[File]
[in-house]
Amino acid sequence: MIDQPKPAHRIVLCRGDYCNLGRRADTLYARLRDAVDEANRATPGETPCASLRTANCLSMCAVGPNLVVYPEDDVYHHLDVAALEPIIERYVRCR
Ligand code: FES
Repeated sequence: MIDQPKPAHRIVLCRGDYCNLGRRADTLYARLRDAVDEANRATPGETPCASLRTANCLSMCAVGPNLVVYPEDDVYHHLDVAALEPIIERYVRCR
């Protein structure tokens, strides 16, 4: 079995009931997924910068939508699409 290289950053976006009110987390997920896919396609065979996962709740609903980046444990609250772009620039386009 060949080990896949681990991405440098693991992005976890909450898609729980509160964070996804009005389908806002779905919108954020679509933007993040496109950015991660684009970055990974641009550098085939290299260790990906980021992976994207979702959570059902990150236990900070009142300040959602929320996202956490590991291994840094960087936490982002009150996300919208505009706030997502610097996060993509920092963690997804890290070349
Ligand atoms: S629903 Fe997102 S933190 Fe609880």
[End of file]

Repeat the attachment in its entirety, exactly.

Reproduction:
[in-house]
Amino acid sequence: MIDQPKPAHRIVLCRGDYCNLGRRADTLYARLRDAVDEANRATPGETPCASLRTANCLSMCAVGPNLVVYPEDDVYHHLDVAALEPIIERYVRCR
Ligand code: FES
Repeated sequence: MIDQPKPAHRIVLCRGDYCNLGRRADTLYARLRDAVDEANRATPGETPCASLRTANCLSMCAVGPNLVVYPEDDVYHHLDVAALEPIIERYVRCR
């Protein structure tokens, strides 16, 4: 079995009931997924910068939508699409 290289950053976006009110987390997920896919396609065979996962709740609903980046444990609250772009620039386009 060949080990896949681990991405440098693991992005976890909450898609729980509160964070996804009005389908806002779905919108954020679509933007993040496109950015991660684009970055990974641009550098085939290299260790990906980021992976994207979702959570059902990150236990900070009142300040959602929320996202956490590991291994840094960087936490982002009150996300919208505009706030997502610097996060993509920092963690997804890290070349
Ligand atoms: S629903 Fe997102 S933190 Fe609880």